Friday, 17 January 2014
It’s always distressing to see people, especially those close to you, experience financial hardship. It’s much more common an issue than most people believe, with 52% of households having nothing to spare from their pay after living expenses, and a quarter of households having no buffer if they were to lose their jobs.
Contrary to popular belief though, income level has some impact but is not the determining factor. Most personal bankruptcies are middle class people, with Professionals (Lawyers, Managers, Doctors etc) on high incomes the fastest growing group.
Why is this?
It comes down to a lack of basic financial understanding. I’ve long advocated that if we want to become a prosperous population, we need to add Financial Education to the national curriculum. It would spread “the wealth secret” within our society:
Spend less than you earn – this is the best financial advice, but most people overestimate what they earn (for instance forget to take out the tax portion of the pay they think they receive, or assume overtime/bonuses will always be there) and underestimate what they spend.
Budget – Do a Budget for all expenses and allow amounts for savings and treating yourself. Then keep track of what you spend, and compare real expenses to what you thought. Having recently talked to several people (high and low income) about what their cars were costing them, it is clear many people have no idea until they tally up all expenses (not just the “regular” fuel and lease costs).
Good versus Bad Debt – many don’t know the difference. A Good Debt is borrowing money to buy quality property or shares that go up in value. Bad debt is any other debt which pays for consumption (credit cards, car loans, “interest free” loans for furniture or electricals, and other consumer items that are virtually worthless the next day). Banks Love people who don’t understand this, and reward them by charging high interest rates on this type of debt. They also lock you into long term arrangements with high break and penalty fees. Whilst I’m generally against excessive Regulation, the Financial Services segment would benefit from Governments forcing these institutions to explain their products better in plain English, and then ensuring the person about to be fleeced confirms that they understand what happens if they default.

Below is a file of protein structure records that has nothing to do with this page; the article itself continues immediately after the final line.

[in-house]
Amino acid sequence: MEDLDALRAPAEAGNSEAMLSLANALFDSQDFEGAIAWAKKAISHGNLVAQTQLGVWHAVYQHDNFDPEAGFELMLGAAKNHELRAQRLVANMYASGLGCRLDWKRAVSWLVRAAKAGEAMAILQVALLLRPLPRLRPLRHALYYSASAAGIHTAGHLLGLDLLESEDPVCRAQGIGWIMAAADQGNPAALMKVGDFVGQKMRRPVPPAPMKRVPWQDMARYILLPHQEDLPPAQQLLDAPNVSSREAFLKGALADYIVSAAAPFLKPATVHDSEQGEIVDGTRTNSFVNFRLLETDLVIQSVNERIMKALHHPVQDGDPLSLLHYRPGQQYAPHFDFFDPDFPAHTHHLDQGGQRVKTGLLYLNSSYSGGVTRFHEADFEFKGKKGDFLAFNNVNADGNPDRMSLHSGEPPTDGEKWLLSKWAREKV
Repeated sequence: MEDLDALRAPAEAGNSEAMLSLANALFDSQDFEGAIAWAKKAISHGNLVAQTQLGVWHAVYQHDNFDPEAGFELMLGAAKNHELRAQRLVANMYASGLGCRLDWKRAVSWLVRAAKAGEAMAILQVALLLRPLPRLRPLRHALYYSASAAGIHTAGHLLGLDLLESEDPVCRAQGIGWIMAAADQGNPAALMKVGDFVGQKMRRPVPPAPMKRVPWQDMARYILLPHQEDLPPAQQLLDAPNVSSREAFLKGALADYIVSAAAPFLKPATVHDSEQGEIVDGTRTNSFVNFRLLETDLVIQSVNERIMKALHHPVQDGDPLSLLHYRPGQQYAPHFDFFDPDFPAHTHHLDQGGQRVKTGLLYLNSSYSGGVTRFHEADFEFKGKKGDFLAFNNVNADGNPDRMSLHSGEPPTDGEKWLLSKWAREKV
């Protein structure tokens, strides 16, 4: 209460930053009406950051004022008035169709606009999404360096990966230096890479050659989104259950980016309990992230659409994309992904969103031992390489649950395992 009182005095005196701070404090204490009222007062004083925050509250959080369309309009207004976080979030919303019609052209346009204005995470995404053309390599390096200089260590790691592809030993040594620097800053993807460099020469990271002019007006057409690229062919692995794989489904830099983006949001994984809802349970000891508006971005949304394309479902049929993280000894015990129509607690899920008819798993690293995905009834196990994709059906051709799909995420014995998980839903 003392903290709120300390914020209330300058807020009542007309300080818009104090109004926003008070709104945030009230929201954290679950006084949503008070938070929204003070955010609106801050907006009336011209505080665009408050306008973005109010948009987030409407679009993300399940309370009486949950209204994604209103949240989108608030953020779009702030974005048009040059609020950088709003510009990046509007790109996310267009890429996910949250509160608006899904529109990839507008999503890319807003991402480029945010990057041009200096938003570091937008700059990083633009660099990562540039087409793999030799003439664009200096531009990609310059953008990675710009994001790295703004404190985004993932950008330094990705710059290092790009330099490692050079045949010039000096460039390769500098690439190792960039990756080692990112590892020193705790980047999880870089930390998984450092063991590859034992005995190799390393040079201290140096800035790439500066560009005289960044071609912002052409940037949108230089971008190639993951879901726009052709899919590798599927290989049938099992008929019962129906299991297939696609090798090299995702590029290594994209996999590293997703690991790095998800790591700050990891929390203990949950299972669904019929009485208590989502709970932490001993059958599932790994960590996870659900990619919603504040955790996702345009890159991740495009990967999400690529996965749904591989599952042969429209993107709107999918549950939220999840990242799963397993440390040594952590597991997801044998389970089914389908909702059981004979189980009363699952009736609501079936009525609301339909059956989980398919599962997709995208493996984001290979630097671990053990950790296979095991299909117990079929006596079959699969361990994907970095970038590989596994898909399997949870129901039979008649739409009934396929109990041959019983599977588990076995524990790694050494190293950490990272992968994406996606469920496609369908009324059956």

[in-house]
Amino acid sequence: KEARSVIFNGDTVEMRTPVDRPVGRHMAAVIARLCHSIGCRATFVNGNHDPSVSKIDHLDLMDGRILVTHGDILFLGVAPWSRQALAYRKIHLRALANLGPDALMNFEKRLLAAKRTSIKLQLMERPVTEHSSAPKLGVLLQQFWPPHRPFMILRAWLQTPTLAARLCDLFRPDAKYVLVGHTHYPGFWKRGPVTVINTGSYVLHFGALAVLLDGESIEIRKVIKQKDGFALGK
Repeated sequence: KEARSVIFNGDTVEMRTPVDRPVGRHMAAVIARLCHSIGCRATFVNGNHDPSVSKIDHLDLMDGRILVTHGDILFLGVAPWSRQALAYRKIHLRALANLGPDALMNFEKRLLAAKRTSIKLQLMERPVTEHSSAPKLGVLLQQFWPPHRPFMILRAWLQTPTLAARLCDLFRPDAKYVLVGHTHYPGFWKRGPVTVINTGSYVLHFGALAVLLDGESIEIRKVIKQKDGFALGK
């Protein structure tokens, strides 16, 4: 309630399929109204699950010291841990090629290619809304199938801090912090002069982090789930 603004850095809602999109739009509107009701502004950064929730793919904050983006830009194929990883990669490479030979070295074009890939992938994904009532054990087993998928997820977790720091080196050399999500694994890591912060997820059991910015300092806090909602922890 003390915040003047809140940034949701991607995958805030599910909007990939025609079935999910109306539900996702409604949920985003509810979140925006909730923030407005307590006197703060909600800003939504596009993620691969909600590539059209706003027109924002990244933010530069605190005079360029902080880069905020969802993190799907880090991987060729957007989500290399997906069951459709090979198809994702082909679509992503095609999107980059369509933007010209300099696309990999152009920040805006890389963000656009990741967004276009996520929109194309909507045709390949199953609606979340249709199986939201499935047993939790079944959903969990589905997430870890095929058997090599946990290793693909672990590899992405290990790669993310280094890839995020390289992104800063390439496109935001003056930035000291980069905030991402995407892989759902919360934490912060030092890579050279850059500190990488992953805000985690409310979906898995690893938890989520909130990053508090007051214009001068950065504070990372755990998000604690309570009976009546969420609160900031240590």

Want it NOW – keeping ahead of the Jones’s and our expectation of having all the latest mod-cons now-but-pay-later is a huge issue. Society has been conditioned to think that a new McMansion subsidised by Government grants (which only artificially inflates prices) is a First Home, whereas previous generations saved first and after starting small eventually upsized once they had enough equity. Most Luxury cars sold are leased (yes, there can be tax advantages, which could and probably will disappear one day), which again shows many people are driving around in bad debt beyond what they can actually afford.
Some people experience Hardship through unexpected events like long term sickness. Although some people become rich by luck (whether Lotto or a lucky investment punt), most wealthy people do so through small, consistent steps. There has been a successful trial (supported by both sides of Parliament) by the Department of Social Services of Income Management across 5 sites in Australia where 423 people had part of their Welfare payments quarantined. Over 90% of participants were voluntary, the rest forced onto it. The BasicsCards can only be used for payments of essentials such as food, rent and clothing. There is of course a cost in managing these payments, however the interest in joining this program shows that people are crying out for help in how to better manage their finances to learn and take charge to achieve a better future. Maybe this type of Tough Love forced Budgeting can addre ss many of Societies issues?
As always, onwards and upwards!